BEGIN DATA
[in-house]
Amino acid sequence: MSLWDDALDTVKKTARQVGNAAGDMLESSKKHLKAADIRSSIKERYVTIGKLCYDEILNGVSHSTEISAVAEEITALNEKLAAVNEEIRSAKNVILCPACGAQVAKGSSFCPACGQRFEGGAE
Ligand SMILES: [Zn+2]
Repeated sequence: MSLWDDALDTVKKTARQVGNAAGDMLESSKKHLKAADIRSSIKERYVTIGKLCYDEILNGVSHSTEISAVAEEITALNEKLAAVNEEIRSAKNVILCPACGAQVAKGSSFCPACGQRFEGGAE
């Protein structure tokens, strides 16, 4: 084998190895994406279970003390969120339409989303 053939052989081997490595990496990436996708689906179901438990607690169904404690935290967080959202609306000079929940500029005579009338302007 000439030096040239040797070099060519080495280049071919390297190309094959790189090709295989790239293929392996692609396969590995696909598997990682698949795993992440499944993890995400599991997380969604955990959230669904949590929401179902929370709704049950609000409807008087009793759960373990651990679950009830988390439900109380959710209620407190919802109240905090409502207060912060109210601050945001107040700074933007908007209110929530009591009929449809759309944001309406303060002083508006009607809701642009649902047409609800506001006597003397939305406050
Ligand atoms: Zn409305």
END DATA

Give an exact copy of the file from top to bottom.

[in-house]
Amino acid sequence: MSLWDDALDTVKKTARQVGNAAGDMLESSKKHLKAADIRSSIKERYVTIGKLCYDEILNGVSHSTEISAVAEEITALNEKLAAVNEEIRSAKNVILCPACGAQVAKGSSFCPACGQRFEGGAE
Ligand SMILES: [Zn+2]
Repeated sequence: MSLWDDALDTVKKTARQVGNAAGDMLESSKKHLKAADIRSSIKERYVTIGKLCYDEILNGVSHSTEISAVAEEITALNEKLAAVNEEIRSAKNVILCPACGAQVAKGSSFCPACGQRFEGGAE
């Protein structure tokens, strides 16, 4: 084998190895994406279970003390969120339409989303 053939052989081997490595990496990436996708689906179901438990607690169904404690935290967080959202609306000079929940500029005579009338302007 000439030096040239040797070099060519080495280049071919390297190309094959790189090709295989790239293929392996692609396969590995696909598997990682698949795993992440499944993890995400599991997380969604955990959230669904949590929401179902929370709704049950609000409807008087009793759960373990651990679950009830988390439900109380959710209620407190919802109240905090409502207060912060109210601050945001107040700074933007908007209110929530009591009929449809759309944001309406303060002083508006009607809701642009649902047409609800506001006597003397939305406050
Ligand atoms: Zn409305």